Ambush at IKA: Evading the Wedding Planners


Ambush at IKA: Evading the Wedding Planners
by Temporary Bride

“You’ve got to help hide me.”

I was sitting on the plane next to a chiropractor from Glasgow called Hooman who called himself ‘Dr Hoo’.

Apparently when Iranians return home from abroad, they aren’t greeted by the tender, discreet embraces of a small gathering of loved ones. They are swarmed by a family entourage of mafia-like proportions. Even at 4am.

“I’m going to sneak out the back and jump into a taxi.”

“Forget it. My brother tried that last year. They paid a few of my cousins to ambush him at the side exits.” On my other side was Maryam, another Iranian who was living in Stockholm.

A man across the aisle passed over some sunflower seeds and joined in.

“Don’t fight it man. Last time I came home I had 40 people waiting for me.”

“That’s nothing, my cousin had 70 when he came.”

Hooman described the dozens of cunning aunties anxious to serve double duty as wedding planners. His wallet was overflowing with pictures of prospective wives. Their overplucked eyebrows were replaced with fierce, crayon-like trajectories drawn in with eyeliner. They all had the same creepy ‘deer trapped in headlights’ expression. As a successful bachelor living abroad, he was going to be a fugitive on the run.

“Fuck. I can’t take another intervention.”

Our conversation had absorbed rows 14 through 17 and hands were anxiously reaching to grab the photos and dispense advice. Sunflower seeds and peanut shells rained down onto the carpet. Iranians seem to keep a veritable grain silo in their pockets for just such occasions.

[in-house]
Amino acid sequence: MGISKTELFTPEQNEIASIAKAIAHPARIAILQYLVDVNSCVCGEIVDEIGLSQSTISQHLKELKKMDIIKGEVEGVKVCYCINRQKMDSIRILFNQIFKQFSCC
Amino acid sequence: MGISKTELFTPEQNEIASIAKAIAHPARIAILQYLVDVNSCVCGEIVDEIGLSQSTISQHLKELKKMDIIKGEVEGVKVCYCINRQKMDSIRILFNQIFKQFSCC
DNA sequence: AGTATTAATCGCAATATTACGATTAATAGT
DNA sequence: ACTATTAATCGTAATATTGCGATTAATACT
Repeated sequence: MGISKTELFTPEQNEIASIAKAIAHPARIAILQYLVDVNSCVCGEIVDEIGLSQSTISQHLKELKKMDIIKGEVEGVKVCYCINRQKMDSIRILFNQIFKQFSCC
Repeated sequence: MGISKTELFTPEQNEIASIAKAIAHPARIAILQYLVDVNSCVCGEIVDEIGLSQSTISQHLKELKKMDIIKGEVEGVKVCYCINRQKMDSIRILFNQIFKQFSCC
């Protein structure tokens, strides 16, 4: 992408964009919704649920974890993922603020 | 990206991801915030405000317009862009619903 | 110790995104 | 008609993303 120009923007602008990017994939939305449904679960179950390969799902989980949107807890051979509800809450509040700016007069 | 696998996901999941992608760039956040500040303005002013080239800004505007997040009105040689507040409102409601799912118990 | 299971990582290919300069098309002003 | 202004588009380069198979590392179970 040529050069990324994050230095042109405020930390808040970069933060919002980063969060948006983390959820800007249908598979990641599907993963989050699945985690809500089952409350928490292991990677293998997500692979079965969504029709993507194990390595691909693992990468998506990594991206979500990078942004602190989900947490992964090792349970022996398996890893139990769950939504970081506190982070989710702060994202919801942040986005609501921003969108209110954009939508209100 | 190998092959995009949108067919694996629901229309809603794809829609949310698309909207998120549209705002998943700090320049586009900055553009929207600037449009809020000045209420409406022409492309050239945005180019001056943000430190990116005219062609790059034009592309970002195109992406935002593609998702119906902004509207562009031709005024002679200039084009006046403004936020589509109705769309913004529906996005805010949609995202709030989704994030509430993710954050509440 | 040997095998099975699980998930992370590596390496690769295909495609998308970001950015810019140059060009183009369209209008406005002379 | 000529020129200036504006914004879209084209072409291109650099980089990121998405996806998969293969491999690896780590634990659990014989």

“So let them try and marry you off. When my cousin came back from the States they had a beauty parade of girls lined up for him.”

“Or just tell them that you’re gay.”

Hooman slipped his hand under my blanket and wordlessly took my hand. He traced my fingers and flashed me his ‘victim eyes’. When he asked me I gave him my phone number. I’m a sucker for the underdog.

The plane began its descent into Tehran and it was announced that all ladies’ clothing must conform to the dress code of the Islamic Republic of Iran before disembarking.

On cue the ladies reached into their purses and handbags for scarves and draped them over their heads. As I tugged and pulled and yanked my scarf into place, I could see Hooman getting increasingly nervous.

“You got a chador in that bag?” he asked.

But now, as we left the plane - our last foothold of the West - and I took my first steps into Iran wearing my carefully selected manteau and my lopsided scarf, it was my turn to feel awkward and timid.

As we passed through passport control and down the escalators I saw a glass wall that separated us from the outside world. Pressed up against the glass were a sea of cloaked heads and dark eyes. Overhead hung a large life-like painting of Ayatollahs Khomeini and Khamanei with their unsmiling faces and long, white beards.

Beyond them I saw the foreboding curvatures and dots of Farsi script on the signs that would bear us to the highway and onwards to Tehran.

As the hundreds of anxious waiting families began to swallow up their émigré daughters and returnee sons that had been my fellow passengers, I felt nervous and very alone.

Hooman looked at my face. “Are you ok?”.

I smiled, but I wanted to kick myself. Both Hooman and Maryam had invited me home to meet their families and to attend garden parties with their friends, but instead I was stuck with my plans. I’d had the ingenious idea that Tehran would be loud, ugly and polluted and that I would want a gentler introduction to the kingdom of Persia. I was leaving Tehran to fly straight to Yazd, a quieter, serene sounding city in the desert.

Summoning up my courage, I took a deep breath and walked through the glass doors. I walked past all the families, past the border guards and stepped forward into this strange new world alone.


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